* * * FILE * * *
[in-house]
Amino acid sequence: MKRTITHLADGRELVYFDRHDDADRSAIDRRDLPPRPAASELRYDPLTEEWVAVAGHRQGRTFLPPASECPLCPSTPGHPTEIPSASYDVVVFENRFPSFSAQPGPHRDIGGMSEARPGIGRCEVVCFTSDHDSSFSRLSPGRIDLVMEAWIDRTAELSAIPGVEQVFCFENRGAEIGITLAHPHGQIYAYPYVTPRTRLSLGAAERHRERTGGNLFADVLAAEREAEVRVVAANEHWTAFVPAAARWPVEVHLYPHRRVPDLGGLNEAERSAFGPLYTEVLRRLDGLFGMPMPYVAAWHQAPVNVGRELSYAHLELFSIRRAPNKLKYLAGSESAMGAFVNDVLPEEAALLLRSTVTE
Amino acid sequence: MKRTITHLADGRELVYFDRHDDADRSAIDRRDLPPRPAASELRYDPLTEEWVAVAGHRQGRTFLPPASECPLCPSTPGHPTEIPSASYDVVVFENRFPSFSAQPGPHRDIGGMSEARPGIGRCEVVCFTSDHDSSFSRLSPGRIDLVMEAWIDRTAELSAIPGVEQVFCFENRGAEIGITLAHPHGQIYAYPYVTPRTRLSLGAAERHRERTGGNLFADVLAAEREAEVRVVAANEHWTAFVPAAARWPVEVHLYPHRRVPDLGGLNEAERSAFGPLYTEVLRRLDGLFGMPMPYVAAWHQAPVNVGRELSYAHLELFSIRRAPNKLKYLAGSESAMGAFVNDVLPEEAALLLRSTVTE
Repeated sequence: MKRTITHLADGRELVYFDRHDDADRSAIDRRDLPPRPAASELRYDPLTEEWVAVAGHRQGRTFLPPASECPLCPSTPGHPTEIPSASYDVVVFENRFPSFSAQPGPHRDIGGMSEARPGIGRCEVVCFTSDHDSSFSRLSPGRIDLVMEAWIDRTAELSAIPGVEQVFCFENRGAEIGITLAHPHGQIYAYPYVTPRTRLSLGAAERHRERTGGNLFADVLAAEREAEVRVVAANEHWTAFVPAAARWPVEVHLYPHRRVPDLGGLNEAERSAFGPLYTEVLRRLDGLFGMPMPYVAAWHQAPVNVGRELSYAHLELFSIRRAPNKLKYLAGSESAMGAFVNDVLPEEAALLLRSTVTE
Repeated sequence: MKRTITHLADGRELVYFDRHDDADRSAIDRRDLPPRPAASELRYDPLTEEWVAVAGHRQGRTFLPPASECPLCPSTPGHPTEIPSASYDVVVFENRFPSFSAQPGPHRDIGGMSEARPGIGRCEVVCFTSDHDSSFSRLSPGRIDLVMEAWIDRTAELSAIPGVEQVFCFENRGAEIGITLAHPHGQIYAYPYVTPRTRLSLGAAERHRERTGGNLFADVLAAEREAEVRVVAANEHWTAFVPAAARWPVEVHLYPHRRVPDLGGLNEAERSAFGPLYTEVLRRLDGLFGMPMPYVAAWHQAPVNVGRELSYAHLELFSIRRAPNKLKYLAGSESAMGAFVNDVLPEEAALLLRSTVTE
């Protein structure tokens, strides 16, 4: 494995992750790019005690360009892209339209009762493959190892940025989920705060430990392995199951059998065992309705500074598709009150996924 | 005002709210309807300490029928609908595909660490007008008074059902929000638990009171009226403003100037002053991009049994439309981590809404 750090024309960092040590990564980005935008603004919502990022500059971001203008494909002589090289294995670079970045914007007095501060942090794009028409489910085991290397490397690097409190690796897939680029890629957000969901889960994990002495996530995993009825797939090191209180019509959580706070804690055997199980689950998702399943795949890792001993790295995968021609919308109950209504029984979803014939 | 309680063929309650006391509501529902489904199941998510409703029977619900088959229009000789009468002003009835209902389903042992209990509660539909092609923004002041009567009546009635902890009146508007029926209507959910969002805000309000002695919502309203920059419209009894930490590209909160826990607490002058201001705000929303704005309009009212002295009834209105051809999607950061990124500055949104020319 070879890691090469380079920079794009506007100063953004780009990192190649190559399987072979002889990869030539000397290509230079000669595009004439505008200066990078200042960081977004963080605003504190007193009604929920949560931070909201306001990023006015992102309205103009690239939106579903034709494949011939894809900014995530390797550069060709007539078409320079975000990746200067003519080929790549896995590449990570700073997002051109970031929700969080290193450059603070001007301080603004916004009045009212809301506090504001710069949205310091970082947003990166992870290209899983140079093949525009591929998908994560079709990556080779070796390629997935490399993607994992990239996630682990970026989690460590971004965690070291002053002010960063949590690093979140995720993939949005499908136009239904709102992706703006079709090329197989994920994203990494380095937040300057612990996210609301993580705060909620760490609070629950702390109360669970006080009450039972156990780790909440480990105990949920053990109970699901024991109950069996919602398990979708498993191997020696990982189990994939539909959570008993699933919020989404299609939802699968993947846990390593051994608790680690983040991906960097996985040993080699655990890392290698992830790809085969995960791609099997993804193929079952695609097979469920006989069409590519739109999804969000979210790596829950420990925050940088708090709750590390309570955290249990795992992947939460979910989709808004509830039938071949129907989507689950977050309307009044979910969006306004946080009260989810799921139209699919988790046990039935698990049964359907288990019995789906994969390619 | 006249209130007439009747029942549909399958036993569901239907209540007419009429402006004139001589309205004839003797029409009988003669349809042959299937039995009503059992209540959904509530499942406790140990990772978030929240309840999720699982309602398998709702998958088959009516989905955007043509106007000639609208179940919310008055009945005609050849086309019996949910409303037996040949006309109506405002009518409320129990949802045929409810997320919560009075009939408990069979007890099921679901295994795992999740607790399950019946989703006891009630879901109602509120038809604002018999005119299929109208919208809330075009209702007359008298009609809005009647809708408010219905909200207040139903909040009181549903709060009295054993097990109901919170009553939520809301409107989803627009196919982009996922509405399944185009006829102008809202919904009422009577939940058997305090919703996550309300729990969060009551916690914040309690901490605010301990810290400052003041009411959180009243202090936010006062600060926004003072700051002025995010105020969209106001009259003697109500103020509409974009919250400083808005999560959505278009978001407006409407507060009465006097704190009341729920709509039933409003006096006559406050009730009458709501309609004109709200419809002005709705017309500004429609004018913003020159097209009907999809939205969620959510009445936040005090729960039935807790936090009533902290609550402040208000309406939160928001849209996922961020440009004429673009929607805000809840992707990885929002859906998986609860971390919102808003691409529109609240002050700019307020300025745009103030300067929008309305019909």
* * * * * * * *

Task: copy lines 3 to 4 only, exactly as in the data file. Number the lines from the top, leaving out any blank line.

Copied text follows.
Amino acid sequence: MKRTITHLADGRELVYFDRHDDADRSAIDRRDLPPRPAASELRYDPLTEEWVAVAGHRQGRTFLPPASECPLCPSTPGHPTEIPSASYDVVVFENRFPSFSAQPGPHRDIGGMSEARPGIGRCEVVCFTSDHDSSFSRLSPGRIDLVMEAWIDRTAELSAIPGVEQVFCFENRGAEIGITLAHPHGQIYAYPYVTPRTRLSLGAAERHRERTGGNLFADVLAAEREAEVRVVAANEHWTAFVPAAARWPVEVHLYPHRRVPDLGGLNEAERSAFGPLYTEVLRRLDGLFGMPMPYVAAWHQAPVNVGRELSYAHLELFSIRRAPNKLKYLAGSESAMGAFVNDVLPEEAALLLRSTVTE
Repeated sequence: MKRTITHLADGRELVYFDRHDDADRSAIDRRDLPPRPAASELRYDPLTEEWVAVAGHRQGRTFLPPASECPLCPSTPGHPTEIPSASYDVVVFENRFPSFSAQPGPHRDIGGMSEARPGIGRCEVVCFTSDHDSSFSRLSPGRIDLVMEAWIDRTAELSAIPGVEQVFCFENRGAEIGITLAHPHGQIYAYPYVTPRTRLSLGAAERHRERTGGNLFADVLAAEREAEVRVVAANEHWTAFVPAAARWPVEVHLYPHRRVPDLGGLNEAERSAFGPLYTEVLRRLDGLFGMPMPYVAAWHQAPVNVGRELSYAHLELFSIRRAPNKLKYLAGSESAMGAFVNDVLPEEAALLLRSTVTE